The best coffee is fresh coffee. If your beans (or grounds) sit out and get exposed to air or moisture, they lose some precious flavor. Leave them out too long, and they stale and disgusting. If you’re going to the effort of making good coffee at home, you need to make sure you’re storing your raw materials properly.
Let’s look at the best gear for the job.
How to Store Your Coffee
But first—a quick primer on storing your coffee.
The best form to store coffee in is whole beans. The increased surface area of pre-ground coffee means it’s more exposed to the air and so goes stale faster. We really recommend you grab a good coffee grinder and grind your beans just before you brew.
However, whether you store your coffee as whole beans or grounds, you still need to look after it. It should be kept in a cool dry place. Really, your coffee should be stored anywhere that’s out of direct sunlight and away from your stove, and where there’s no risk of it getting damp.
Also, make sure you don’t buy too much coffee. A week or two’s supply is the right amount to keep on hand. Any more and you risk it getting stale.
There’s absolutely no need to keep your coffee in the refrigerator. At best, it won’t make a difference. At worst, the cold will cause the moisture already in the air in the container to condense dampening—and ruining—your coffee. If you need to extend your coffee’s storage life, say because you’re heading off on vacation or you accidentally ordered too much, you can freeze it for a few months in a sealed bag with the air squeezed out. Just let it defrost before brewing.
What to Look for in Good Coffee Storage Gear
So, when it comes to coffee storage gear, you’re looking for a container that can help you do three things:
- Keep air away from your coffee.
- Keep your coffee cool.
- Keep your coffee moisture-free.
This means it needs to be:
- Airtight. So no air gets in while you store it.
- Waterproof. So it can’t get damp even if you accidentally splash the container while you run the tap.
- Opaque. To prevent your coffee getting accidentally reroasted if you leave it on the countertop in the sunlight.
- Good looking. You’re going to be looking at your coffee container every day (or even a few times a day) for a long time. It’s worth taking the time to get one that you love.
Also, it’s worth noting that the resealable bag with a CO2 valve that most specialty coffee comes in is a really good way to store coffee. If you’re going to get a dedicated container, make sure it’s better than the original packaging!
The Best Container for Storing Whole Coffee Beans: Airscape Ceramic Coffee Container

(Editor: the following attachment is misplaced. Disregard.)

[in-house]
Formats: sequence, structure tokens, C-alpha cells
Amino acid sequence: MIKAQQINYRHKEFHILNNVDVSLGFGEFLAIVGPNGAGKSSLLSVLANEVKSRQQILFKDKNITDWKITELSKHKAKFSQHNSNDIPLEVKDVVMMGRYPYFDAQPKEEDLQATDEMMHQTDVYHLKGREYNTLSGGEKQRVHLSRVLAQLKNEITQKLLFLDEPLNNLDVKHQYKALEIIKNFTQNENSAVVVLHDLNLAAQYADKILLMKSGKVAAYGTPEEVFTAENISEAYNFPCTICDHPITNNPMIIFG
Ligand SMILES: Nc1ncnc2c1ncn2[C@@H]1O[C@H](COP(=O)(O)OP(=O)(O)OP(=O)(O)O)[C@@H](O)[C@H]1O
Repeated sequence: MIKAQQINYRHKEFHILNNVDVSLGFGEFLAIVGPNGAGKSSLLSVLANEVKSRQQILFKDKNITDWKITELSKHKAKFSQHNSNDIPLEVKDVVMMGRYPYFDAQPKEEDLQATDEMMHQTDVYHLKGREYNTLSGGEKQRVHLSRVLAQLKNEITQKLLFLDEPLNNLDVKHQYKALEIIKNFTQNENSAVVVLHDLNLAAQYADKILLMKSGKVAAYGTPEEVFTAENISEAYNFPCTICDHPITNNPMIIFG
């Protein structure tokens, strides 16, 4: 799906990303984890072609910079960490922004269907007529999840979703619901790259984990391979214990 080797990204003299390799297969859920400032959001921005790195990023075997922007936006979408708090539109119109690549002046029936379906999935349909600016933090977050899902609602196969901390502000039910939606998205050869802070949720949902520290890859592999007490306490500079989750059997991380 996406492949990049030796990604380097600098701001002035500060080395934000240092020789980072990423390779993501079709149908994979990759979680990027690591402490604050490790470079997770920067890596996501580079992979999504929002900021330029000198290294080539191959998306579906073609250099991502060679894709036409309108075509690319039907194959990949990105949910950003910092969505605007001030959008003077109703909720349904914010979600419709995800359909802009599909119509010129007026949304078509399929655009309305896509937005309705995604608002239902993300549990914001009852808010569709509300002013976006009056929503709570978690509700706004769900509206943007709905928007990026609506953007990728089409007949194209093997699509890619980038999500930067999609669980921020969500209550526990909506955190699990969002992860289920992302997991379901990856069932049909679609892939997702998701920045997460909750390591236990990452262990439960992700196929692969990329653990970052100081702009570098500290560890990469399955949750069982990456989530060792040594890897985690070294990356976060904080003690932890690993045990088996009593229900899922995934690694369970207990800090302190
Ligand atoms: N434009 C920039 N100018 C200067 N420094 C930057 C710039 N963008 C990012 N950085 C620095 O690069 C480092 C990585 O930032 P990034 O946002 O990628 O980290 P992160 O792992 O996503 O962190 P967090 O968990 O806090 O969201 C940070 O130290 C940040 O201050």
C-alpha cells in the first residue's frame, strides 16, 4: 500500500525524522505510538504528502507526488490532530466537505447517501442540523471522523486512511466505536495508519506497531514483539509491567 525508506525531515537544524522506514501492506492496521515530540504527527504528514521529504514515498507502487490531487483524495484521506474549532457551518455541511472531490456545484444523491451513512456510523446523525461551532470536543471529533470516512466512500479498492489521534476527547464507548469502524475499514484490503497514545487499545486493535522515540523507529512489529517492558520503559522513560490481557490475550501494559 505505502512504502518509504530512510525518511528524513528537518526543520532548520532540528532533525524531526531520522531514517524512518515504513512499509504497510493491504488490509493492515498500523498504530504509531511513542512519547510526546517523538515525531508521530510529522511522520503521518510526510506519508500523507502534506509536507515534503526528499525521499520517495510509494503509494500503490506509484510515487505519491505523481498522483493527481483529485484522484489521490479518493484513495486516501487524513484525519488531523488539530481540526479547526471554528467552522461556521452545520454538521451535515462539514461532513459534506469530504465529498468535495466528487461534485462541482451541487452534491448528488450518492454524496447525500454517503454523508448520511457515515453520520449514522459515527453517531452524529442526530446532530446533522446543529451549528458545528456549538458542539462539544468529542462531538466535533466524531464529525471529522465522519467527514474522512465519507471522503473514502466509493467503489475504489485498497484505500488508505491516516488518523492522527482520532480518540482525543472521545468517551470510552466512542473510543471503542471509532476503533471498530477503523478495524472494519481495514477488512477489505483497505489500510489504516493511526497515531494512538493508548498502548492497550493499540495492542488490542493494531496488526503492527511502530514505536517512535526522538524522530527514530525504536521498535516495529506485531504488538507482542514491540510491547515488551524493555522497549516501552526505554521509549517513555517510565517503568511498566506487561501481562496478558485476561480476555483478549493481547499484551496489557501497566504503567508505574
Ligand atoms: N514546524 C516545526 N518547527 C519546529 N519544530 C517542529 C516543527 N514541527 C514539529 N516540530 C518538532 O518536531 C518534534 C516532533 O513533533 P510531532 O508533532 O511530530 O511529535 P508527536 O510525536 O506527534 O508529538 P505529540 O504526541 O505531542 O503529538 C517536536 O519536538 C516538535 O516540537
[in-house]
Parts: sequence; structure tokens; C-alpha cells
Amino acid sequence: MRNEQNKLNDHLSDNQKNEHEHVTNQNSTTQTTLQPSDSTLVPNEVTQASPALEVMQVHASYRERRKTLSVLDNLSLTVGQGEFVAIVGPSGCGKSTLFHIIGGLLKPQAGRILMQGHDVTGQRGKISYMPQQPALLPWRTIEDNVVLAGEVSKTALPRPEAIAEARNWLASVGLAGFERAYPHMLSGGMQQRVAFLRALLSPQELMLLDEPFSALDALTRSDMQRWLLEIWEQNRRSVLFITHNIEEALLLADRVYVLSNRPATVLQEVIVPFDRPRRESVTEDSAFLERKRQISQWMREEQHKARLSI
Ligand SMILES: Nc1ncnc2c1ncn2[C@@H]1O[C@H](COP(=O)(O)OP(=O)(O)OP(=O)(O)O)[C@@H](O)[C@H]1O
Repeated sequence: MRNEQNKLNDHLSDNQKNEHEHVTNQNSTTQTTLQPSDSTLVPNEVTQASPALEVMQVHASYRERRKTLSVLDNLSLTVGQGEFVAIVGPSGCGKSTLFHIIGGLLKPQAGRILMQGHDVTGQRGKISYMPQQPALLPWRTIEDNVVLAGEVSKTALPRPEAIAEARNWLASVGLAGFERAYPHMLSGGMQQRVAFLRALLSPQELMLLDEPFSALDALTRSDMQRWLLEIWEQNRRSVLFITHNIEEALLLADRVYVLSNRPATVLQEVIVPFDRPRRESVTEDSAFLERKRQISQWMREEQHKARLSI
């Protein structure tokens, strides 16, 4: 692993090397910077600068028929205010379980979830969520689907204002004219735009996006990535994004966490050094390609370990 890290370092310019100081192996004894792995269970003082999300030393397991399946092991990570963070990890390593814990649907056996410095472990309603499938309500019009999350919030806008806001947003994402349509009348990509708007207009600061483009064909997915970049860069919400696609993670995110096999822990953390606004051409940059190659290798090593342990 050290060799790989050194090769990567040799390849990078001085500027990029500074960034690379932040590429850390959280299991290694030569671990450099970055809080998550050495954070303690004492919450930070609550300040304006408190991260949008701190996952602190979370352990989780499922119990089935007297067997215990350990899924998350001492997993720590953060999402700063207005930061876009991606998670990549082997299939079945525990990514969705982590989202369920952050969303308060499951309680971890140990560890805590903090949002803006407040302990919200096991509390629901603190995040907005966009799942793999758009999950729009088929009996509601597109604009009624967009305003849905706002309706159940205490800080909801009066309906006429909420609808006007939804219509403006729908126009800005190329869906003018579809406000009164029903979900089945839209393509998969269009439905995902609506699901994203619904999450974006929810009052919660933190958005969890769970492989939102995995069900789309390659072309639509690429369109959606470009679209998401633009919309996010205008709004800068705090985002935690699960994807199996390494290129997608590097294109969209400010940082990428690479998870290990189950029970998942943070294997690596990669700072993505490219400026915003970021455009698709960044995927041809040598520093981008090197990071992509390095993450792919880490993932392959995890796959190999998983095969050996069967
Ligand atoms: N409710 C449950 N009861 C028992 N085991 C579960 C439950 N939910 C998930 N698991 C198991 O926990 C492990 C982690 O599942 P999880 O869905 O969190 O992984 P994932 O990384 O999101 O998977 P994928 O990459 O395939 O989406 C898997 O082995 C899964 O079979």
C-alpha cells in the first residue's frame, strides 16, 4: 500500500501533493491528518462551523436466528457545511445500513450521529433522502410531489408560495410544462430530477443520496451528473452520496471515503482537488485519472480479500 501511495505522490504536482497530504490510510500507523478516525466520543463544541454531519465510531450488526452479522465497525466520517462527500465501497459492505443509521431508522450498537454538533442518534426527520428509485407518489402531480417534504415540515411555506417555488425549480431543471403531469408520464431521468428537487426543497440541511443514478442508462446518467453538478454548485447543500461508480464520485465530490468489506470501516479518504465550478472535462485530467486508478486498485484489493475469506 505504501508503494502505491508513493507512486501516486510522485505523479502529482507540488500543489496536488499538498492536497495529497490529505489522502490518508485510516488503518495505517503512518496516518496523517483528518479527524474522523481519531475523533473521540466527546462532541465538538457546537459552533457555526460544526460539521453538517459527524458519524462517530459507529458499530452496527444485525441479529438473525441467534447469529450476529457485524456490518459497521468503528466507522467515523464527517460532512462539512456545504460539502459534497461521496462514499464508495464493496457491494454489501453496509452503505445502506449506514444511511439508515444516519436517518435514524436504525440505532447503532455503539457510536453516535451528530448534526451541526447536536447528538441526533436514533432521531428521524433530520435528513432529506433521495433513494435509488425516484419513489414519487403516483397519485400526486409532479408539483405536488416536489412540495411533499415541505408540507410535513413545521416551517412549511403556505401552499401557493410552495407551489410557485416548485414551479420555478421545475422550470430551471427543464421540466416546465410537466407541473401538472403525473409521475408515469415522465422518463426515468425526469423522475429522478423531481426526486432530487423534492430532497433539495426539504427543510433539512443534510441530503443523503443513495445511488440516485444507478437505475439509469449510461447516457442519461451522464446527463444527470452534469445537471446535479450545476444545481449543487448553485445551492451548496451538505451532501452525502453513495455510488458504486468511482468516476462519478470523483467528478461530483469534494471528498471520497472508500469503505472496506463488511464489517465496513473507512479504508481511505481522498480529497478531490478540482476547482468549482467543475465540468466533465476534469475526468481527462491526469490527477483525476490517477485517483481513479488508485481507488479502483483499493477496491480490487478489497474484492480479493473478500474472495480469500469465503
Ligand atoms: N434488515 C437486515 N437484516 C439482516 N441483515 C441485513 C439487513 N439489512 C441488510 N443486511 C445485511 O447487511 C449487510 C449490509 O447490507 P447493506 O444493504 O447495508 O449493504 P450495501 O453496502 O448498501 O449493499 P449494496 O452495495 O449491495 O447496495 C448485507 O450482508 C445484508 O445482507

Freshly roasted whole beans contain quite a bit of CO2. This is why when you brew with just-roasted beans the coffee “blooms” and releases a load of gas when you first add water. It’s neither a good nor bad thing, but it is something you should manage. It’s the reason most good coffee roasters package their coffee in bags that have a CO2 valve.
That’s why the Airscape Ceramic Coffee Container is perfect for storing whole beans. It has a second patented inner-lid with a one-way CO2 valve that lets your beans off-gas—without letting any air back in.
Aside from that, the Airscape is just a gorgeous coffee container. The ceramic will resist a bit of kitchen heat and keep your beans nice and cool. And, with the two lids, it’s extra moisture resistant. It won’t look out of place in any kitchen—and it’ll keep your coffee tasty.
The Airscape’s available in a few sizes, but we’d recommend the small model. It can store an 8oz bag of coffee without leaving room for any extra air. If you buy bigger bags, go with the medium.
Airscape Ceramic Coffee and Food Storage Canister, 4" Small - Patented Airtight Inner Lid Releases CO2 and Preserves Food Freshness - Glazed Ceramic with Bamboo Top - Cobalt Blue
The Airscape's clever double lid lets CO2 out without letting air in. Perfect for storing whole coffee beans.
The Best Container for Storing Ground Coffee: Miir Coffee Canister
With all the extra surface area, you have to be really careful about letting your pre-ground coffee get exposed to the air. It really will go stale much faster than whole beans.
Thankfully, the Miir Coffee Canister does a great job of minimizing just how much air gets stored with your coffee. Like the Airscape, it uses a second inner-lid—however, the Miir’s accordion lid is designed to expand to fill any extra air space. Just press it down on top of your ground and they’ll be locked in a near-vacuum.
Otherwise, the Miir ticks all the boxes we’re looking for: it’s good looking, watertight, opaque, and can hold a bag of coffee. If you buy your coffee pre-ground, it’s the container for you.
The Best Travel Coffee Container: Film Canisters
I never travel without my Aeropress and fresh coffee beans. I’ve tried all sorts of storage systems, but the best I’ve found is really simple: film canisters. Each one will hold about 13g of whole beans and a little more pre-ground coffee: perfect of a single cup serving. There’s just no need to complicate things more than you need to.
35mm Plastic White Film Canister with Lids, Pack of 50. Perfect for Alka-Setzer Rockets, Geocaching Containers
Don't over complicate things. A film canister is the best way to store coffee on the go.